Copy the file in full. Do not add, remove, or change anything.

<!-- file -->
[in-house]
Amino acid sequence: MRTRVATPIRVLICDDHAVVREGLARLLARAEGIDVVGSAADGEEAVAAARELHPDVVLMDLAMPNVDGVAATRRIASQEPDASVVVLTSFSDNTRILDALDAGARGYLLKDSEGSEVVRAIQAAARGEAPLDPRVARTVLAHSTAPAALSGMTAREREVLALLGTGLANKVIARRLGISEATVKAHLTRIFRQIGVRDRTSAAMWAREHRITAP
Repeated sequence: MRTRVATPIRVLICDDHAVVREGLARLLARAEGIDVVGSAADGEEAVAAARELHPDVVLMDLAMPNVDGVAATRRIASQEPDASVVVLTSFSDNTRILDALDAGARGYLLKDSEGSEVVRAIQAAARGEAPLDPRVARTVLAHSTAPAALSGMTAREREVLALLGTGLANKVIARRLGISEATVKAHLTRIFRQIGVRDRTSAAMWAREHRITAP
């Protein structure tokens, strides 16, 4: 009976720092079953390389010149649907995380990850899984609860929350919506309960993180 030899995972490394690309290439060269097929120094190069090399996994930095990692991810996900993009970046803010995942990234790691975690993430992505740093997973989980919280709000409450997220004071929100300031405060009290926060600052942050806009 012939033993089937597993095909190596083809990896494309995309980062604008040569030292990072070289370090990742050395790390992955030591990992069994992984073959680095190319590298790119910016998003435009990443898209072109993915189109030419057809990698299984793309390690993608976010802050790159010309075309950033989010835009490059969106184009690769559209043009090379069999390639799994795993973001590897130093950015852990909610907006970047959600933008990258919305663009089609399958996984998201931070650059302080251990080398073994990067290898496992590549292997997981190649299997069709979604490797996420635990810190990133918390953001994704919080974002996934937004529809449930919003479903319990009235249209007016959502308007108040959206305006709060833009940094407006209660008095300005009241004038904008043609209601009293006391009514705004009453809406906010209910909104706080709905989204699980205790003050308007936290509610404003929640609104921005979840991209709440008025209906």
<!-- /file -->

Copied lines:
[in-house]
Amino acid sequence: MRTRVATPIRVLICDDHAVVREGLARLLARAEGIDVVGSAADGEEAVAAARELHPDVVLMDLAMPNVDGVAATRRIASQEPDASVVVLTSFSDNTRILDALDAGARGYLLKDSEGSEVVRAIQAAARGEAPLDPRVARTVLAHSTAPAALSGMTAREREVLALLGTGLANKVIARRLGISEATVKAHLTRIFRQIGVRDRTSAAMWAREHRITAP
Repeated sequence: MRTRVATPIRVLICDDHAVVREGLARLLARAEGIDVVGSAADGEEAVAAARELHPDVVLMDLAMPNVDGVAATRRIASQEPDASVVVLTSFSDNTRILDALDAGARGYLLKDSEGSEVVRAIQAAARGEAPLDPRVARTVLAHSTAPAALSGMTAREREVLALLGTGLANKVIARRLGISEATVKAHLTRIFRQIGVRDRTSAAMWAREHRITAP
């Protein structure tokens, strides 16, 4: 009976720092079953390389010149649907995380990850899984609860929350919506309960993180 030899995972490394690309290439060269097929120094190069090399996994930095990692991810996900993009970046803010995942990234790691975690993430992505740093997973989980919280709000409450997220004071929100300031405060009290926060600052942050806009 012939033993089937597993095909190596083809990896494309995309980062604008040569030292990072070289370090990742050395790390992955030591990992069994992984073959680095190319590298790119910016998003435009990443898209072109993915189109030419057809990698299984793309390690993608976010802050790159010309075309950033989010835009490059969106184009690769559209043009090379069999390639799994795993973001590897130093950015852990909610907006970047959600933008990258919305663009089609399958996984998201931070650059302080251990080398073994990067290898496992590549292997997981190649299997069709979604490797996420635990810190990133918390953001994704919080974002996934937004529809449930919003479903319990009235249209007016959502308007108040959206305006709060833009940094407006209660008095300005009241004038904008043609209601009293006391009514705004009453809406906010209910909104706080709905989204699980205790003050308007936290509610404003929640609104921005979840991209709440008025209906």